Are We One Step Closer to Expecting a Better MRT?
The MRT's rehabilitation is expected to be completed in almost four years.
(SPOT.ph) Filipinos have been putting up with the MRT's subpar system for the longest time that commuters are already used to its overcrowded trains and faulty ventilation. We're hoping (since forever) that this be changed soon, especially now that the Department of Transportation and the Japan International Cooperation Agency met on Friday, May 11 to appraise and finalize the details of the planned MRT-3 rehabilitation and maintenance program. It is expected to be completed in 43 months—just almost four years, whew!
The system repairs, which will be partially assisted through a loan from the Japan International Cooperation Agency (JICA), is estimated to cost around JPY 34.480 billion (P16.985 billion), and will be covering the MRT-3’s trains, power supply system, rail tracks, and elevators and escalators, to name a few. Additionally, the Department of Transportation (DOTr) and JICA have agreed to employ eco-friendly management practices through the implementation of an environmental management and monitoring plan.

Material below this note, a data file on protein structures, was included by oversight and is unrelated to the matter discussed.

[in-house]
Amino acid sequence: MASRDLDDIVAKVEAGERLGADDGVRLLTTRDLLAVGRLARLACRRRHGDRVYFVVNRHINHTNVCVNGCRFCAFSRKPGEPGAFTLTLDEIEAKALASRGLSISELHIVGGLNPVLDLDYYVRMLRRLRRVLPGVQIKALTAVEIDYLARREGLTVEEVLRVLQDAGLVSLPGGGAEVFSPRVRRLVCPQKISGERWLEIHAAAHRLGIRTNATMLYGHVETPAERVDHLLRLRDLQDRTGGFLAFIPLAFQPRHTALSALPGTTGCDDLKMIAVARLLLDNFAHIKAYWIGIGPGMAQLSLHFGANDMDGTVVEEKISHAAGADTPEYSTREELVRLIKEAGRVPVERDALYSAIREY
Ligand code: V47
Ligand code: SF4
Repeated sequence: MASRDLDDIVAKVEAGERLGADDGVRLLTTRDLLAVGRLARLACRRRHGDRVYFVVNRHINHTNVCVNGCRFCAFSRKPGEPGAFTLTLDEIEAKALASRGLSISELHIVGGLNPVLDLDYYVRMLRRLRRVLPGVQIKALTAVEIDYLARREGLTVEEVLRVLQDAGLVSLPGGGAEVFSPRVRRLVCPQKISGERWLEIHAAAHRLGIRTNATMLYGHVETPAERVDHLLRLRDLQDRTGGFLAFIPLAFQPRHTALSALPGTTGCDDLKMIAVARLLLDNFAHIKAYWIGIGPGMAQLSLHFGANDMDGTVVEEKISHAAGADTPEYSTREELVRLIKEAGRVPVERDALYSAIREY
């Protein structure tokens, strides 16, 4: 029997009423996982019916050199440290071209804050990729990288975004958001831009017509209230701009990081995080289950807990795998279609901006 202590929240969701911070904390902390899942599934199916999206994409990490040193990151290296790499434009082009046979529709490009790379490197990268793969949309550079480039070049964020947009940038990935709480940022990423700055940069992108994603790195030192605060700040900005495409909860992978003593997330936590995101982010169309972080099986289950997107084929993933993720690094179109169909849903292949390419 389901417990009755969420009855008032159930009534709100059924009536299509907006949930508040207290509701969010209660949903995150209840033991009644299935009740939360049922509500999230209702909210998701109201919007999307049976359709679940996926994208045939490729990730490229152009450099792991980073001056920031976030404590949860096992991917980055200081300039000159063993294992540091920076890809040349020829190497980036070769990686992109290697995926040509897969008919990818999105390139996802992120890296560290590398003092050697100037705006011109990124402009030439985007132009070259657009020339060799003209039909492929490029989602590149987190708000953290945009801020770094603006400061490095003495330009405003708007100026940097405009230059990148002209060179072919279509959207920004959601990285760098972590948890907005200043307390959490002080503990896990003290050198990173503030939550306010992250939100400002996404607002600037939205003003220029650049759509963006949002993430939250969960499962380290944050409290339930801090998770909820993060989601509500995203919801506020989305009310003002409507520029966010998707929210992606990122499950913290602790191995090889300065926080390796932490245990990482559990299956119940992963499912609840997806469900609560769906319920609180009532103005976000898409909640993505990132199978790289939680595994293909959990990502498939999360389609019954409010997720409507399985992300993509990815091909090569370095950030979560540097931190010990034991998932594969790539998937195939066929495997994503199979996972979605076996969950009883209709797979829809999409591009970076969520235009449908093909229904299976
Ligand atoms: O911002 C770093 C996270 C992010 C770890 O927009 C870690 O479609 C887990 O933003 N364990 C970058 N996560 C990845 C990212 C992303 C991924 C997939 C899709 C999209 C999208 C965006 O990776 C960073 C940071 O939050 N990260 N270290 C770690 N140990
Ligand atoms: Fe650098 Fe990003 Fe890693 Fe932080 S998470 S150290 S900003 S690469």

To say that the MRT-3 is controversial is a gross understatement—many Filipinos dread riding the transit system every day due to its limited number of trains and its propensity for mid-journey train failures (which force passengers to risk their lives in unboarding the train and heading to the nearest station on-foot). In fact, the train system has recently just "celebrated" its 17-day streak of no unloading incidents, which many have ridiculed online. Just earlier this year, the DOTr was criticized for alloting only seven MRT-3 trains for almost 250,000 daily commuters.
Despite this, there's hope—the DOTr and JICA are slated to sign off the loan agreement this June, which would start the planned rehabilitation and maintenance program. Does this mean change is actually coming?